Omen III: The Final Conflict (1981)

Omen III: The Final Conflict (1981), directed by Graham Baker.

Aka The Final Conflict.

The previous film ended with the burning of the Field Museum in Chicago. Decades later a construction crew excavating beneath the ruins unearths the Seven Daggers of Meggido, which according to no one ever are the only way the Antichrist can be killed.

Damien Thorn is now rich, powerful and fully aware of his identity as the Son of Satan. He can speak openly with his close flunkies and commands a secret army of devotees: doctors, nurses, priests, boy scouts. He knows that Jesus will be soon be born again and is obsessed with finding and killing the infant "Nazarene".

Sam Neill is not a bad choice for the lead. He has that naughty little boy aspect that can be selfish and cruel. This was just after his breakout in My Brilliant Career (1981).

He can't save the ridiculous rants written for him by someone who didn't think about the words. He complains about life in "the flaccid bosom of Christ". Can a bosom be flaccid? Of birth as being "vomited from a wound". Without a stomach I don't think a wound can vomit.

Older Bible films were content with dancing girls. Here we have forcible sodomy. During hot sex he rolls her over and rams it up her backside. "Life is pain" is his response to her objections.

The director is curiously silent in the commentary track during this passage. Sam Neill and Lisa Harrow became a couple.

The plot structure is a shambles. The opponents of the Antichrist are incompetent assassin-priests. The infant Jesus subplot is a red herring and never even happens. The defeat of Damien is done through revenge and frenzied bloodlust, the same means as the satanists themselves use. Where are the Christian ends and means?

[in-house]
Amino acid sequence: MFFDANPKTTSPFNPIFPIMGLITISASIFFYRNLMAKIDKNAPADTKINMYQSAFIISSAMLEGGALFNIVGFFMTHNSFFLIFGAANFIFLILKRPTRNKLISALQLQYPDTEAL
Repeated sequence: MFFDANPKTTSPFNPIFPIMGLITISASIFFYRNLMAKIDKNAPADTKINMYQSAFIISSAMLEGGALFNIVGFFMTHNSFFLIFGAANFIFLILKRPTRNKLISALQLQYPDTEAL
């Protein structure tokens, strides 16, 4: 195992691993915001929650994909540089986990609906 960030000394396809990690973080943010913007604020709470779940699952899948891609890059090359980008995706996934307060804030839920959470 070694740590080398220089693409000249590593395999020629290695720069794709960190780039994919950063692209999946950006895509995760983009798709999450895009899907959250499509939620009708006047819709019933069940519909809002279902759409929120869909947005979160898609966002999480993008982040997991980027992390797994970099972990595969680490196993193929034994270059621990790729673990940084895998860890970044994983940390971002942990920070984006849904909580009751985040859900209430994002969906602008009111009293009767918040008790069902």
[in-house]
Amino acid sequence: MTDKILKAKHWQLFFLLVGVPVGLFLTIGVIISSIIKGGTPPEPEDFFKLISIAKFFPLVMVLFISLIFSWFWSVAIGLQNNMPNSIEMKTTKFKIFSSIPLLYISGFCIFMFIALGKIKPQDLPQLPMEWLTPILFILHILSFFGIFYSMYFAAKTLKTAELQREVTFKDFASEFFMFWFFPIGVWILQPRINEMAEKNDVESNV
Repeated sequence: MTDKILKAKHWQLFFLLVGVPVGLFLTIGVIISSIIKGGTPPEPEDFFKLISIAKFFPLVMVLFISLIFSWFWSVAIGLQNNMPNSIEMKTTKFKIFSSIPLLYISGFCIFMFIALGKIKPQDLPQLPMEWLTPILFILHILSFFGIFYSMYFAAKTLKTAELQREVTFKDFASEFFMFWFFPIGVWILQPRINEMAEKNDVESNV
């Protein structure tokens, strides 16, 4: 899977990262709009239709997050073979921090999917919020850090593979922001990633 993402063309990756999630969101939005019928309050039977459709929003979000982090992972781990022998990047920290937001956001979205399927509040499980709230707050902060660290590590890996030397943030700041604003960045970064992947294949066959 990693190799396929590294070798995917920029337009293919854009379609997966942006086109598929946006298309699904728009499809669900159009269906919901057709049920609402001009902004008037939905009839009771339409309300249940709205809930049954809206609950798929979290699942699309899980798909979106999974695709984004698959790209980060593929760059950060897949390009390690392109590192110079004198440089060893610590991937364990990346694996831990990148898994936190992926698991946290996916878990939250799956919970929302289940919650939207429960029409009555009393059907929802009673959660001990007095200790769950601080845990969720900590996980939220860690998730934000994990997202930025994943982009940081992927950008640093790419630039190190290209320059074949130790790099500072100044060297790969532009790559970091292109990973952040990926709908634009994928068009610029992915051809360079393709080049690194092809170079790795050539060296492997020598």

In the final moments the Second Coming of Christ is revealed in a Ben Hur (1959) climax, but this comes out of nowhere. Nothing in the film supports it.

Compare this with someone who knows how to craft a mythology with an integral moral vision. Tolkien's Middle Earth is saved because 80 years earlier Bilbo showed mercy when he first got the Ring from Gollum:


A sudden understanding, a pity mixed with horror, welled up in Bilbo’s heart: a glimpse of endless unmarked days without light or hope of betterment, hard stone, cold fish, sneaking and whispering. All these thoughts passed in a flash of a second. He trembled. And then quite suddenly in another flash, as if lifted by a new strength and resolve, he leaped. -- The Hobbit


[Frodo speaking] ‘What a pity that Bilbo did not stab that vile creature, when he had a chance!’

[Gandalf] ‘Pity? It was Pity that stayed his hand. Pity, and Mercy: not to strike without need. [...] My heart tells me that he has some part to play yet, for good or ill, before the end; and when that comes, the pity of Bilbo may rule the fate of many – yours not least. -- The Fellowship of the Ring


Available on Blu-ray. My disc is not the later Shout Factory version. It has one commentary track: sparse and somewhat dry reflections by the director.